The cost of the mass shooting in Las Vegas on Sunday night, the deadliest such incident in modern U.S. history, will be astronomical. 

Based on what we currently know (at least 58 killed and more than 500 injured), the shooting will cost at least $600 million, Ted Miller, a researcher with the Pacific Institute for Research and Evaluation, tells Newsweek. Miller estimates the average cost per fatal firearm assault for this tragedy will be around $7.8 million, which accounts for factors such as medical care, mental health, work loss, emergency transport, police work, employer costs and quality of life. 

This is roughly equivalent to "$2 per gun in the U.S., $2 per American or $6 per household with guns," Miller notes. 

It's "beyond staggering," he says. 

Even so, this is a very conservative, preliminary estimate, says Miller, who's been analyzing the costs of shootings since the 1980s. It's simply too difficult to come up with figures for the total cost at this point, he says, given the death toll could rise and we're still gaining information on the nature of the injuries. People weren't just shot—they were hit by cars or fell and hurt themselves as they fled the scene.  

Due to the extreme nature of this incident, Miller also believes the cost for mental health will be well above average.

"Indeed, many, many people who were not physically injured will be seeing a therapist, perhaps haunted by PTSD," Miller says.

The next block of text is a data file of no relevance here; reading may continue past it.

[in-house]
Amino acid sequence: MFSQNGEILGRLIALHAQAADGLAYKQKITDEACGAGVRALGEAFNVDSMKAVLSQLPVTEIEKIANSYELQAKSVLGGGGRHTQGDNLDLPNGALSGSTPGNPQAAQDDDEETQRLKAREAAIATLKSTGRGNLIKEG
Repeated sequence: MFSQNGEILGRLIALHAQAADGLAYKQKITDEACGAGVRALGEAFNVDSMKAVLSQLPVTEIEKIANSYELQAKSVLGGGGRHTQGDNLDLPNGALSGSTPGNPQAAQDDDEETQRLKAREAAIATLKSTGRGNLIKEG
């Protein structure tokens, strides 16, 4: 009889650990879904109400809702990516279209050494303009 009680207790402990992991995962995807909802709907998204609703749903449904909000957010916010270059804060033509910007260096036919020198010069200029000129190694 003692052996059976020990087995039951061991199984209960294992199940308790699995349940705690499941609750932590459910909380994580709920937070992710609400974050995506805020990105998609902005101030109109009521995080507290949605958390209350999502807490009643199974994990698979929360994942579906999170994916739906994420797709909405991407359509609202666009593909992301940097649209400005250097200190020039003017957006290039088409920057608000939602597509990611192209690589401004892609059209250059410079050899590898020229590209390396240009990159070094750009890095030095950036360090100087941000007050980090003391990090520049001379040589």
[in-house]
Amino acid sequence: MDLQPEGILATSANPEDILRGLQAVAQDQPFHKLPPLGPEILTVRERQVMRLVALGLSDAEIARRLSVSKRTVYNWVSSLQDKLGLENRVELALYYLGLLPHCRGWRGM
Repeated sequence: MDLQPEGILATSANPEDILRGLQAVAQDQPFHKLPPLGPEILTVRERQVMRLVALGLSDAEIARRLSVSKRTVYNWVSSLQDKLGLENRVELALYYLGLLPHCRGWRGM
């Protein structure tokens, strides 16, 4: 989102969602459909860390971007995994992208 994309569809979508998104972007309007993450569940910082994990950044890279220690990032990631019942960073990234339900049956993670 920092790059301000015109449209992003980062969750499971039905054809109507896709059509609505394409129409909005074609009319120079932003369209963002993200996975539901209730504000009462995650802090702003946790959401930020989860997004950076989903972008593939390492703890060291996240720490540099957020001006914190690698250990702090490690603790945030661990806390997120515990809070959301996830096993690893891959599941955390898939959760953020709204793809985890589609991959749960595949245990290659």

Last summer, Miller estimated the shooting at the Pulse nightclub in Orlando, which left 49 dead, would cost around $390 million—more than $200 million less than his preliminary estimate for Sunday night's shooting. This goes to show how serious the Las Vegas incident was seen in terms of thhe astonishing number of people affected. Until Sunday night, Orlando was the deadliest shooting in modern U.S. history. 

The cost of gun violence in the U.S. is perhaps one of the most overlooked aspects of the issue. It's estimated the total annual cost of gun violence is $229 billion, according to a 2015 Mother Jones report to which Miller contributed. 

A more recent study, published in the American Journal of Public Health, estimated the average overall annual cost of initial hospitalizations for firearm-related injuries was $734.6 million. This doesn't even begin to account for the total medical costs, but it offers a glimpse at the expense of gun violence. 

More than 30,000 people die from gun-related causes in the U.S. every year, and many researchers have argued gun violence should be treated like a public health crisis.